Recent history

    In the course of the German bombing of London during the Second World War (see The Blitz), the Palace of Westminster was hit by bombs on fourteen separate occasions. One bomb fell into Old Palace Yard on 26 September 1940 and severely damaged the south wall of St Stephen's Porch and the west front.[11] The statue of Richard the Lionheart was lifted from its pedestal by the force of the blast, and its upheld sword bent, an image that was used as a symbol of the strength of democracy, "which wo...

    Sir Charles Barry's collaborative design for the Palace of Westminster uses the Perpendicular Gothic style, which was popular during the 15th century and returned during the Gothic revival of the 19th century. Barry was a classical architect, but he was aided by the Gothic architect Augustus Pugin. Westminster Hall, which was built in the 11th century and survived the fire of 1834, was incorporated in Barry's design. Pugin was displeased with the result of the work, especially with the symmetrical layout designed by Barry; he famously remarked, "All Grecian, sir; Tudor details on a classic body".[18]

    The Palace of Westminster contains over 1,100 rooms, 100 staircases and 4.8 kilometres (3 mi) of passageways,[19] which are spread over four floors. The ground floor is occupied by offices, dining rooms and bars; the first floor (known as the principal floor) houses the main rooms of the Palace, including the debating chambers, the lobbies and the libraries. The top-two floors are used as committee rooms and offices.

    The Gentleman Usher of the Black Rod oversees security for the House of Lords, and the Serjeant at Arms does the same for the House of Commons. These officers, however, have primarily ceremonial roles outside the actual chambers of their respective Houses. Security is the responsibility of the Palace of Westminster Division of the Metropolitan Police, the police force for the Greater Londonarea. Tradition still dictates that only the Serjeant at Arms may enter the Commons chamber armed. With rising concern about the possibility that a lorry full of explosives could be driven into the building, a series of concrete blocks was placed in the roadway in 2003.[106] On the river, an exclusion zone extending 70 metres (77 yd) from the bank exists, which no vessels are allowed to enter.[107] Despite recent security breaches, members of the public continue to have access to the Strangers' Gallery in the House of Commons. Visitors pass through metal detectors and their possessions are scanned...

    Eating, drinking and smoking

    The Palace has accumulated many rules and traditions over the centuries. Smoking has not been allowed in the chamber of the House of Commons since the 17th century.[130] As a result, Members may take snuff instead and the doorkeepers still keep a snuff-box for this purpose. Despite persistent media rumours, it has not been possible to smoke anywhere inside the Palace since 2005.[131] Members may not eat or drink in the chamber; the exception to this rule is the Chancellor of the Exchequer, wh...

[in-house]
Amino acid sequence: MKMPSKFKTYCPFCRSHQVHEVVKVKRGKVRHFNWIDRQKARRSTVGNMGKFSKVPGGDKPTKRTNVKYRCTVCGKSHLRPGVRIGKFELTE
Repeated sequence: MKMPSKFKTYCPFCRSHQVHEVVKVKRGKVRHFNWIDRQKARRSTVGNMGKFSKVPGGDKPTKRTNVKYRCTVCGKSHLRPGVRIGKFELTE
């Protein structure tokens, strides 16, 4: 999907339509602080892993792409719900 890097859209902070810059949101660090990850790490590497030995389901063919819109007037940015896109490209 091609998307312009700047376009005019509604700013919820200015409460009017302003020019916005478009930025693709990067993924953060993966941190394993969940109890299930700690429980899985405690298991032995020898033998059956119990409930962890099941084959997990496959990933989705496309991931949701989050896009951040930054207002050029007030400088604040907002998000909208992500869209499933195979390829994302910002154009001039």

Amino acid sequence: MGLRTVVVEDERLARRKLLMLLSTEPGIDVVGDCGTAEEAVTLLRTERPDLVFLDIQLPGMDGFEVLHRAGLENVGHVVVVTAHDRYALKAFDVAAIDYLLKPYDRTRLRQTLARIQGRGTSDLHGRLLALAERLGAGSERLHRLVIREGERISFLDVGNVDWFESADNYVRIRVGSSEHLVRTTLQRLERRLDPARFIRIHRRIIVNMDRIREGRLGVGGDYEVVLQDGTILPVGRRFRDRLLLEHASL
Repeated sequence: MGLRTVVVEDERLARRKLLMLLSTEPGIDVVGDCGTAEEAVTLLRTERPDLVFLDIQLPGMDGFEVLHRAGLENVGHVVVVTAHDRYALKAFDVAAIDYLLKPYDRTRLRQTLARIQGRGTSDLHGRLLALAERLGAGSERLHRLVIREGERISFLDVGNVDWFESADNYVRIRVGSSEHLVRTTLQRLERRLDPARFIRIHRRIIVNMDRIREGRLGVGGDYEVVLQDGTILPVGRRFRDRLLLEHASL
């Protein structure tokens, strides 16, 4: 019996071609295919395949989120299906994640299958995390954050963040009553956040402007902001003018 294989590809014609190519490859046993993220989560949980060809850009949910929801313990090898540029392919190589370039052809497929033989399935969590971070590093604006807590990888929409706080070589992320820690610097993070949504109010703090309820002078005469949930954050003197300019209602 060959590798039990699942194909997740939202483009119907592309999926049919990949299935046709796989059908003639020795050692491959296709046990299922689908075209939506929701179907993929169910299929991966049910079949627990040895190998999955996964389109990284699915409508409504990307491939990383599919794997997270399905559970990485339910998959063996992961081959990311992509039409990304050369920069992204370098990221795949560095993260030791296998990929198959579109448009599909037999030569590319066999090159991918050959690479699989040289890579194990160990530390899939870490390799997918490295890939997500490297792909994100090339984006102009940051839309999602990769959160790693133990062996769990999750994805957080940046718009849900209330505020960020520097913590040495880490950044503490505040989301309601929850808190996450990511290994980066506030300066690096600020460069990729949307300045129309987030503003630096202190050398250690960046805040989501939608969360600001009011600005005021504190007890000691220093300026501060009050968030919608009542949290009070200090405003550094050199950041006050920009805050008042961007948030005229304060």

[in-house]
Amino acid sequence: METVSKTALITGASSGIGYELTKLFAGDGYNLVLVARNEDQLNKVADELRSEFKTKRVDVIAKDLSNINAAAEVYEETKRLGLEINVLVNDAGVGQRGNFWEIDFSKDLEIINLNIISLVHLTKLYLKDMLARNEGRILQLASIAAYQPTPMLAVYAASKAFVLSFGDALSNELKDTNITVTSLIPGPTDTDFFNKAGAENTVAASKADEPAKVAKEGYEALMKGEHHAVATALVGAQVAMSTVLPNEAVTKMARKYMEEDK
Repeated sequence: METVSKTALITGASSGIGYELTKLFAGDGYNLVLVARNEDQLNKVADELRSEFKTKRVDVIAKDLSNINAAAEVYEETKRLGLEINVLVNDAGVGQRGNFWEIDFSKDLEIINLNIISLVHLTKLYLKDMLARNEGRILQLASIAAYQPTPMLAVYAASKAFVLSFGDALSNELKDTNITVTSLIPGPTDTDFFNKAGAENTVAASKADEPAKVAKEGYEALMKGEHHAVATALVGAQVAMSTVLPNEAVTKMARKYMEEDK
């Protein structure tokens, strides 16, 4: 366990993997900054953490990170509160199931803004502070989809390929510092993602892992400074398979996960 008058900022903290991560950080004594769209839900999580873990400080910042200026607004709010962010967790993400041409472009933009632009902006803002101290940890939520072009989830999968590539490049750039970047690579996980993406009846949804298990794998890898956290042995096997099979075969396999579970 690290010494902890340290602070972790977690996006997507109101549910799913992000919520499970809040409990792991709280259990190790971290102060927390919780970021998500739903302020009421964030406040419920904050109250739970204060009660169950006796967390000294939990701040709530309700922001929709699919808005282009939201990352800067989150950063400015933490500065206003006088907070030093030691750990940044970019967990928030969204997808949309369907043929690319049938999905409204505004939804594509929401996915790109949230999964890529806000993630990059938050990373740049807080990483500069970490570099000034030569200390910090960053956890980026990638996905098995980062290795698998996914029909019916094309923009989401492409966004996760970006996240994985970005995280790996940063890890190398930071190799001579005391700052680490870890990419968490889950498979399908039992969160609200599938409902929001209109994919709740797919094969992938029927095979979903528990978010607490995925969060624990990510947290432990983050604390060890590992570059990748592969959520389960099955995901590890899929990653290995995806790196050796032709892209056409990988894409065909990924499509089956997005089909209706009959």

Dress code

    Hats must not be worn (although they formerly were when a point of order was being raised),[133] and Members may not wear military decorations or insignia. Members are not allowed to have their hands in their pockets – Andrew Robathan was heckled by opposing MPs for doing this on 19 December 1994.[134]

    Other traditions

    No animals may enter the Palace of Westminster, with the exception of guide dogs for the blind;[130] sniffer dogs, police horses,[135]and horses from the Royal stables. Speeches may not be read out during debate in the House of Commons, although notes may be referred to. Similarly, the reading of newspapers is not allowed. Visual aids are discouraged in the chamber.[136] Applause is also not normally allowed in the Commons. Some notable exceptions to this were when Robin Cook gave his resigna...

    The exterior of the Palace of Westminster—especially the Clock Tower—is recognised worldwide, and is one of the most visited tourist attractions in London. The United Nations Educational, Scientific and Cultural Organization (UNESCO) classifies the Palace of Westminster, along with neighbouring Westminster Abbey and St Margaret's, as a World Heritage Site. It is also a Grade I listed building. Although there is no casual access to the interior of the Palace, there are several ways to gain admittance. UK residents may obtain tickets from their local MP for a place in the viewing gallery of the House of Commons, or from a Lord for a seat in the gallery of the House of Lords. It is also possible for both UK residents and overseas visitors to queue for admission on the day, but capacity is limited and there is no guarantee of admission. Either House may exclude "strangers" if it desires to sit in private.[143] Members of the public can also queue for a seat in a committee session, where...

    Tanfield, Jennifer (1991-12). In Parliament 1939–50: The Effect of the War on the Palace of Westminster. London: Her Majesty's Stationery Office. ISBN 978-0-10-850640-6. More than one of |author= a...